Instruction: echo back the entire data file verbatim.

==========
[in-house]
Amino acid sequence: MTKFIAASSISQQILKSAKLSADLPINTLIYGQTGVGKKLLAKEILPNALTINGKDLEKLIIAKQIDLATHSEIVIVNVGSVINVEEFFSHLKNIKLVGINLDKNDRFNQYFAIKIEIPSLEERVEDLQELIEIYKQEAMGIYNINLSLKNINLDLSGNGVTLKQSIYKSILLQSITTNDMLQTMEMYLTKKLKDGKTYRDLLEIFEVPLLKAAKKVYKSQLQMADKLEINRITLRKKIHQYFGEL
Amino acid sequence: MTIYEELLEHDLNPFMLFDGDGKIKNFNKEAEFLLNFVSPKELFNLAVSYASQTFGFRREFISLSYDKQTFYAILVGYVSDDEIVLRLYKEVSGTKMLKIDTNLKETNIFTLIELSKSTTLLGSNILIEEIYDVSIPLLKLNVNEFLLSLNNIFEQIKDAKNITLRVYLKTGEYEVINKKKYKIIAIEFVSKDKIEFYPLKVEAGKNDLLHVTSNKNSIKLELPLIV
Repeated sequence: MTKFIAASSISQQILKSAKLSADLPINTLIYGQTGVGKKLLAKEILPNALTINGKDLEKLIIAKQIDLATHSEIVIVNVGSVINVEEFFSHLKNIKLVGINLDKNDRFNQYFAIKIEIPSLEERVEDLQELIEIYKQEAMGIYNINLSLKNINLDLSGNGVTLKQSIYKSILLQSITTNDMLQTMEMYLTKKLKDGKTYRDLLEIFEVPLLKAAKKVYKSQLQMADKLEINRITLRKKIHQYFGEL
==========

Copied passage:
[in-house]
Amino acid sequence: MTKFIAASSISQQILKSAKLSADLPINTLIYGQTGVGKKLLAKEILPNALTINGKDLEKLIIAKQIDLATHSEIVIVNVGSVINVEEFFSHLKNIKLVGINLDKNDRFNQYFAIKIEIPSLEERVEDLQELIEIYKQEAMGIYNINLSLKNINLDLSGNGVTLKQSIYKSILLQSITTNDMLQTMEMYLTKKLKDGKTYRDLLEIFEVPLLKAAKKVYKSQLQMADKLEINRITLRKKIHQYFGEL
Amino acid sequence: MTIYEELLEHDLNPFMLFDGDGKIKNFNKEAEFLLNFVSPKELFNLAVSYASQTFGFRREFISLSYDKQTFYAILVGYVSDDEIVLRLYKEVSGTKMLKIDTNLKETNIFTLIELSKSTTLLGSNILIEEIYDVSIPLLKLNVNEFLLSLNNIFEQIKDAKNITLRVYLKTGEYEVINKKKYKIIAIEFVSKDKIEFYPLKVEAGKNDLLHVTSNKNSIKLELPLIV
Repeated sequence: MTKFIAASSISQQILKSAKLSADLPINTLIYGQTGVGKKLLAKEILPNALTINGKDLEKLIIAKQIDLATHSEIVIVNVGSVINVEEFFSHLKNIKLVGINLDKNDRFNQYFAIKIEIPSLEERVEDLQELIEIYKQEAMGIYNINLSLKNINLDLSGNGVTLKQSIYKSILLQSITTNDMLQTMEMYLTKKLKDGKTYRDLLEIFEVPLLKAAKKVYKSQLQMADKLEINRITLRKKIHQYFGEL